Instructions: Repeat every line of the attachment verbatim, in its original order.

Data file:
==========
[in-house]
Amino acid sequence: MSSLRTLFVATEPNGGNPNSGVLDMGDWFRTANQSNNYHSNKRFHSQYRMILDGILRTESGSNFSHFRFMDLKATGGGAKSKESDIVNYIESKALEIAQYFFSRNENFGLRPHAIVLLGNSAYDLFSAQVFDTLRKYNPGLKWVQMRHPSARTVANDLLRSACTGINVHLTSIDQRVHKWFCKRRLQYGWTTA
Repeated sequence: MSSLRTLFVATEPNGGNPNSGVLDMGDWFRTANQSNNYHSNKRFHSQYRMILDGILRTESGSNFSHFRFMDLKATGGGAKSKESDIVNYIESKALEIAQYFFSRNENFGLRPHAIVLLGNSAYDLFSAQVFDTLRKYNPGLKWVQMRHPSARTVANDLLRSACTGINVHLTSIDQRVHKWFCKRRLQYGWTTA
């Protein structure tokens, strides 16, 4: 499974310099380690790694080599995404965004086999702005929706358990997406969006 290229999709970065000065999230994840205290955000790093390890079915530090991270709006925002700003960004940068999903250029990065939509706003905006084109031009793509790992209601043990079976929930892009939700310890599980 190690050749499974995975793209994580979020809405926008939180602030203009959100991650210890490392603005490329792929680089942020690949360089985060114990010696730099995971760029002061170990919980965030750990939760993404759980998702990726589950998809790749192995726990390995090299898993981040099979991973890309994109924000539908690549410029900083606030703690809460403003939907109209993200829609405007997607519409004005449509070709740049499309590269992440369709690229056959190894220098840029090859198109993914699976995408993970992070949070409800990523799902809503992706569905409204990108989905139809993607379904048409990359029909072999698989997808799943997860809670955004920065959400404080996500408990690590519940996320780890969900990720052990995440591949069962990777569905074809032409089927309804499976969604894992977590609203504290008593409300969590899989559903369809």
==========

[in-house]
Amino acid sequence: MSSLRTLFVATEPNGGNPNSGVLDMGDWFRTANQSNNYHSNKRFHSQYRMILDGILRTESGSNFSHFRFMDLKATGGGAKSKESDIVNYIESKALEIAQYFFSRNENFGLRPHAIVLLGNSAYDLFSAQVFDTLRKYNPGLKWVQMRHPSARTVANDLLRSACTGINVHLTSIDQRVHKWFCKRRLQYGWTTA
Repeated sequence: MSSLRTLFVATEPNGGNPNSGVLDMGDWFRTANQSNNYHSNKRFHSQYRMILDGILRTESGSNFSHFRFMDLKATGGGAKSKESDIVNYIESKALEIAQYFFSRNENFGLRPHAIVLLGNSAYDLFSAQVFDTLRKYNPGLKWVQMRHPSARTVANDLLRSACTGINVHLTSIDQRVHKWFCKRRLQYGWTTA
């Protein structure tokens, strides 16, 4: 499974310099380690790694080599995404965004086999702005929706358990997406969006 290229999709970065000065999230994840205290955000790093390890079915530090991270709006925002700003960004940068999903250029990065939509706003905006084109031009793509790992209601043990079976929930892009939700310890599980 190690050749499974995975793209994580979020809405926008939180602030203009959100991650210890490392603005490329792929680089942020690949360089985060114990010696730099995971760029002061170990919980965030750990939760993404759980998702990726589950998809790749192995726990390995090299898993981040099979991973890309994109924000539908690549410029900083606030703690809460403003939907109209993200829609405007997607519409004005449509070709740049499309590269992440369709690229056959190894220098840029090859198109993914699976995408993970992070949070409800990523799902809503992706569905409204990108989905139809993607379904048409990359029909072999698989997808799943997860809670955004920065959400404080996500408990690590519940996320780890969900990720052990995440591949069962990777569905074809032409089927309804499976969604894992977590609203504290008593409300969590899989559903369809």